A decision to use eLearning as a tool to strengthen the organization’s culture is an important strategic step. It needs to be conceived as a journey in relation to deepening understanding and commitment to equality and diversity and unlocking insights into unconscious bias and ultimately establishing a truly inclusive workplace.
As the journey takes place leader involvement is crucial. The choice of eLearning, which is largely undertaken on an individual basis, does not mean that this activity should operate in isolation. The leader, as part of strategic planning for implementation, must ensure that eLearning is part of a broader engagement on these subjects within the team. To achieve this, initial orientation of participants in person is vital.
Do not simply send an e-mail notification or directive to complete the assignment. The leader needs to initiate discussion on the need for adoption, pros and cons of choice of this technology and address any concerns. This will establish readiness and frame expectations. It is also optimal to set deadlines for completion so that all participants are at the same stage of eLearning when follow up discussions take place.
As eLearning creates a simulated work environment, including structured scenarios, case studies, instruction, feedback, videos, assessment or other models, it needs to be brought back into the real world through in person subsequent dialogue.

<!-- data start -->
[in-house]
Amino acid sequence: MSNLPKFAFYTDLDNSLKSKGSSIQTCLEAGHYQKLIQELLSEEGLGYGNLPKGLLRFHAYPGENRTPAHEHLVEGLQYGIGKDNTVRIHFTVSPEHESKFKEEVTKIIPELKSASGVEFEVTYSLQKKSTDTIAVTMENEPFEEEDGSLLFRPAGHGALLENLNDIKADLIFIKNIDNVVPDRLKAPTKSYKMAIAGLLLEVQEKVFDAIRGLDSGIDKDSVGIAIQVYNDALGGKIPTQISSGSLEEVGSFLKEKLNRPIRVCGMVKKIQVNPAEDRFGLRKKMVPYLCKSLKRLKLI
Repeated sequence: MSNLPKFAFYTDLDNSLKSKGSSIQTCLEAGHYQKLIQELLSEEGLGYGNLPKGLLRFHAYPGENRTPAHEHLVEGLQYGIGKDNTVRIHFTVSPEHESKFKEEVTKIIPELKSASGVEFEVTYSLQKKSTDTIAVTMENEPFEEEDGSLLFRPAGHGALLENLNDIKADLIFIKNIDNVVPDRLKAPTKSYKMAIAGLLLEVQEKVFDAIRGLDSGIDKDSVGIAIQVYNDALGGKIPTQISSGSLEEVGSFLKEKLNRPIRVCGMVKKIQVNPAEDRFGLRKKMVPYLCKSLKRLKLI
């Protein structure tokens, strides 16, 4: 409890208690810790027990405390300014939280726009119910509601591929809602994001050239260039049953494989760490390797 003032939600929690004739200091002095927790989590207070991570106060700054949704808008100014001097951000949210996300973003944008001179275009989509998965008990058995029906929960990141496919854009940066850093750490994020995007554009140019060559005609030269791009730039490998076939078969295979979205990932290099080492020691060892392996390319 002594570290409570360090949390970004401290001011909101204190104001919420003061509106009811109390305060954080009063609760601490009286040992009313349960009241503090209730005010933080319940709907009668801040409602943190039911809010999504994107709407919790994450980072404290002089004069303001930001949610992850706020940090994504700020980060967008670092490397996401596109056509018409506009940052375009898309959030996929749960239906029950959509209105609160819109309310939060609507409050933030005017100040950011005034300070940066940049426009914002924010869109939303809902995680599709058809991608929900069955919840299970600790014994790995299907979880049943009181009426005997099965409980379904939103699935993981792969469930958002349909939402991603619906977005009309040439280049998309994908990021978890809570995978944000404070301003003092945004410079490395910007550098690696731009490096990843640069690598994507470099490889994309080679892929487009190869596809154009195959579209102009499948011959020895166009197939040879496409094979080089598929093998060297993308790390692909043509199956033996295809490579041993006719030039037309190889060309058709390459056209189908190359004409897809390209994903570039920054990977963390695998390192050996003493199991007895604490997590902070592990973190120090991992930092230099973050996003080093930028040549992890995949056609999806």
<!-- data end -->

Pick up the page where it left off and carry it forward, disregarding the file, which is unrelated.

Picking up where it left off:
We want to ensure learners apply themselves conscientiously to the content rather than simply adopting an approach of completing a mandatory task. The objective should not be to get through the eLearning in the quickest time frame and to have absorbed simply sufficient information to pass the assessment at the end of the course.
As such, eLearning must be positioned by the leader in the proper strategic context together with a personal commitment and rationale associated with its value. To receive the leaders genuine stamp of approval it is a good idea to ensure the leadership are exposed to the eLearning programmes in advance of their teams.
To be successful all details, from the big to the small need addressing. These include whether the learners are new to eLearning, their levels of computer literacy as well as any basic knowledge required to adopt and adapt to new technology. The leader must be alert to any barriers to learning efficacy and learner motivation.
Challenges to the use of eLearning need to be resolved and awareness created on its merits and level of sophistication to grapple meaningfully with the issues of diversity, equality, unconscious bias and inclusion in this format.
There is always the option of facilitated eLearning. Leaders need to champion adopting new technology for learning and influence levels of enthusiasm and interest. Through taking accountability for the success of the eLearning strategy, leaders set the stage to change the culture of the organization in respect of equality, diversity, unconscious bias and inclusion. They reinforce their desire to follow through. In this way they will continue to focus on achieving the behaviour change required long after the various eLearning courses have been completed.
Through this approach to eLearning the team’s cohesion will be built with a strong focus on collaboration during the journey. At each learning milestone the team will have a sense of accomplishment and a deepening sense of respect and belonging as progress is celebrated.